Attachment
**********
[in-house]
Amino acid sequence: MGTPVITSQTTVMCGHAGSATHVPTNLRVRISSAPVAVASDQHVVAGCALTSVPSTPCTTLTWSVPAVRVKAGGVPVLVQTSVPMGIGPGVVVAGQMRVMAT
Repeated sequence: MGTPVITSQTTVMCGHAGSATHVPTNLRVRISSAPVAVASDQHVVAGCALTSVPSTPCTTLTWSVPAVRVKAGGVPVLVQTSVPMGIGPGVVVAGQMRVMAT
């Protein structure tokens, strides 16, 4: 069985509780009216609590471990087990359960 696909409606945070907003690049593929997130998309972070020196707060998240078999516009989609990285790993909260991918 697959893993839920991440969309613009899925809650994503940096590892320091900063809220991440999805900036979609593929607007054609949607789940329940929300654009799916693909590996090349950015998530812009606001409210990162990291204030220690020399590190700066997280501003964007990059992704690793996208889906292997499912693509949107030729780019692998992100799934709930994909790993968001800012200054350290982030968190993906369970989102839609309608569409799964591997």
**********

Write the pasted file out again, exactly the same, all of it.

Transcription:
[in-house]
Amino acid sequence: MGTPVITSQTTVMCGHAGSATHVPTNLRVRISSAPVAVASDQHVVAGCALTSVPSTPCTTLTWSVPAVRVKAGGVPVLVQTSVPMGIGPGVVVAGQMRVMAT
Repeated sequence: MGTPVITSQTTVMCGHAGSATHVPTNLRVRISSAPVAVASDQHVVAGCALTSVPSTPCTTLTWSVPAVRVKAGGVPVLVQTSVPMGIGPGVVVAGQMRVMAT
């Protein structure tokens, strides 16, 4: 069985509780009216609590471990087990359960 696909409606945070907003690049593929997130998309972070020196707060998240078999516009989609990285790993909260991918 697959893993839920991440969309613009899925809650994503940096590892320091900063809220991440999805900036979609593929607007054609949607789940329940929300654009799916693909590996090349950015998530812009606001409210990162990291204030220690020399590190700066997280501003964007990059992704690793996208889906292997499912693509949107030729780019692998992100799934709930994909790993968001800012200054350290982030968190993906369970989102839609309608569409799964591997």